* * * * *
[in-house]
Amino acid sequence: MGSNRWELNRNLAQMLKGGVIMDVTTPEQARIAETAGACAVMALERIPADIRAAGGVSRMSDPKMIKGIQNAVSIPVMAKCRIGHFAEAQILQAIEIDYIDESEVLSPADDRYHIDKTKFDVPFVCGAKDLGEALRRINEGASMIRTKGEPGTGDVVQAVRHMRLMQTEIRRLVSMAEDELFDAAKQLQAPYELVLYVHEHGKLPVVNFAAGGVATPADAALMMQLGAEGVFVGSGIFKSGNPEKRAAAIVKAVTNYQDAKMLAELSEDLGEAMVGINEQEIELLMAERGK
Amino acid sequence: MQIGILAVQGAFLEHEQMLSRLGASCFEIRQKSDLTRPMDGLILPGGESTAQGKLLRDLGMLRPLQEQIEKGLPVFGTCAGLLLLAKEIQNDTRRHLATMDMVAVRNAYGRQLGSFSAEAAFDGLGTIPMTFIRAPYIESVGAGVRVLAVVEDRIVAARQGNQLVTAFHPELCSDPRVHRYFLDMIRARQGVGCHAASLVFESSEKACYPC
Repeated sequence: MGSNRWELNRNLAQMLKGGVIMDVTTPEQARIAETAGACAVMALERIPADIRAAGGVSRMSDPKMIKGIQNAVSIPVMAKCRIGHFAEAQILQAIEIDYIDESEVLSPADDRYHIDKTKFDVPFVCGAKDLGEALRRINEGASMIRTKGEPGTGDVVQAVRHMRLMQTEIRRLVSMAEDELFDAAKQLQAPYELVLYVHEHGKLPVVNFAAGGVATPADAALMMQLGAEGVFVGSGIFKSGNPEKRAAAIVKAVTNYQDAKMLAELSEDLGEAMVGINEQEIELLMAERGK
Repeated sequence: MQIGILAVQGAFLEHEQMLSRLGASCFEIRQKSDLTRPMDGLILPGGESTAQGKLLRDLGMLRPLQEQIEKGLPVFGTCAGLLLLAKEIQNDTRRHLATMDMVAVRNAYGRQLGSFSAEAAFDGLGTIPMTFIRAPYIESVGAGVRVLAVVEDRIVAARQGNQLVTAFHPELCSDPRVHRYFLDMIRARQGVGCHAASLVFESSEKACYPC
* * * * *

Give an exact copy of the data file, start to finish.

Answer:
[in-house]
Amino acid sequence: MGSNRWELNRNLAQMLKGGVIMDVTTPEQARIAETAGACAVMALERIPADIRAAGGVSRMSDPKMIKGIQNAVSIPVMAKCRIGHFAEAQILQAIEIDYIDESEVLSPADDRYHIDKTKFDVPFVCGAKDLGEALRRINEGASMIRTKGEPGTGDVVQAVRHMRLMQTEIRRLVSMAEDELFDAAKQLQAPYELVLYVHEHGKLPVVNFAAGGVATPADAALMMQLGAEGVFVGSGIFKSGNPEKRAAAIVKAVTNYQDAKMLAELSEDLGEAMVGINEQEIELLMAERGK
Amino acid sequence: MQIGILAVQGAFLEHEQMLSRLGASCFEIRQKSDLTRPMDGLILPGGESTAQGKLLRDLGMLRPLQEQIEKGLPVFGTCAGLLLLAKEIQNDTRRHLATMDMVAVRNAYGRQLGSFSAEAAFDGLGTIPMTFIRAPYIESVGAGVRVLAVVEDRIVAARQGNQLVTAFHPELCSDPRVHRYFLDMIRARQGVGCHAASLVFESSEKACYPC
Repeated sequence: MGSNRWELNRNLAQMLKGGVIMDVTTPEQARIAETAGACAVMALERIPADIRAAGGVSRMSDPKMIKGIQNAVSIPVMAKCRIGHFAEAQILQAIEIDYIDESEVLSPADDRYHIDKTKFDVPFVCGAKDLGEALRRINEGASMIRTKGEPGTGDVVQAVRHMRLMQTEIRRLVSMAEDELFDAAKQLQAPYELVLYVHEHGKLPVVNFAAGGVATPADAALMMQLGAEGVFVGSGIFKSGNPEKRAAAIVKAVTNYQDAKMLAELSEDLGEAMVGINEQEIELLMAERGK
Repeated sequence: MQIGILAVQGAFLEHEQMLSRLGASCFEIRQKSDLTRPMDGLILPGGESTAQGKLLRDLGMLRPLQEQIEKGLPVFGTCAGLLLLAKEIQNDTRRHLATMDMVAVRNAYGRQLGSFSAEAAFDGLGTIPMTFIRAPYIESVGAGVRVLAVVEDRIVAARQGNQLVTAFHPELCSDPRVHRYFLDMIRARQGVGCHAASLVFESSEKACYPC